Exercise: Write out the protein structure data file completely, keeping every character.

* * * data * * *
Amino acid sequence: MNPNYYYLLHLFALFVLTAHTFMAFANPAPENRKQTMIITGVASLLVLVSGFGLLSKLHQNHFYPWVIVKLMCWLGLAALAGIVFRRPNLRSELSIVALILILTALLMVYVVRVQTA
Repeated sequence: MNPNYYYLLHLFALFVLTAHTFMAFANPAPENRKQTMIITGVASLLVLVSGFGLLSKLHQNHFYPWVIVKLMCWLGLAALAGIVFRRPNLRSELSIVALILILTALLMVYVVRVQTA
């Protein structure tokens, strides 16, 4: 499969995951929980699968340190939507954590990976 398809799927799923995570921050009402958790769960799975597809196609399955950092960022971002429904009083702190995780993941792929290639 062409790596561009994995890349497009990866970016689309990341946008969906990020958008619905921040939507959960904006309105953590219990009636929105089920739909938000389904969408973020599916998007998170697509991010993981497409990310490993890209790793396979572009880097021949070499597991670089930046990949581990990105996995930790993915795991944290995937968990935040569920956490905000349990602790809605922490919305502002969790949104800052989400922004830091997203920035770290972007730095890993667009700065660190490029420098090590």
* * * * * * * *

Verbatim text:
Amino acid sequence: MNPNYYYLLHLFALFVLTAHTFMAFANPAPENRKQTMIITGVASLLVLVSGFGLLSKLHQNHFYPWVIVKLMCWLGLAALAGIVFRRPNLRSELSIVALILILTALLMVYVVRVQTA
Repeated sequence: MNPNYYYLLHLFALFVLTAHTFMAFANPAPENRKQTMIITGVASLLVLVSGFGLLSKLHQNHFYPWVIVKLMCWLGLAALAGIVFRRPNLRSELSIVALILILTALLMVYVVRVQTA
């Protein structure tokens, strides 16, 4: 499969995951929980699968340190939507954590990976 398809799927799923995570921050009402958790769960799975597809196609399955950092960022971002429904009083702190995780993941792929290639 062409790596561009994995890349497009990866970016689309990341946008969906990020958008619905921040939507959960904006309105953590219990009636929105089920739909938000389904969408973020599916998007998170697509991010993981497409990310490993890209790793396979572009880097021949070499597991670089930046990949581990990105996995930790993915795991944290995937968990935040569920956490905000349990602790809605922490919305502002969790949104800052989400922004830091997203920035770290972007730095890993667009700065660190490029420098090590």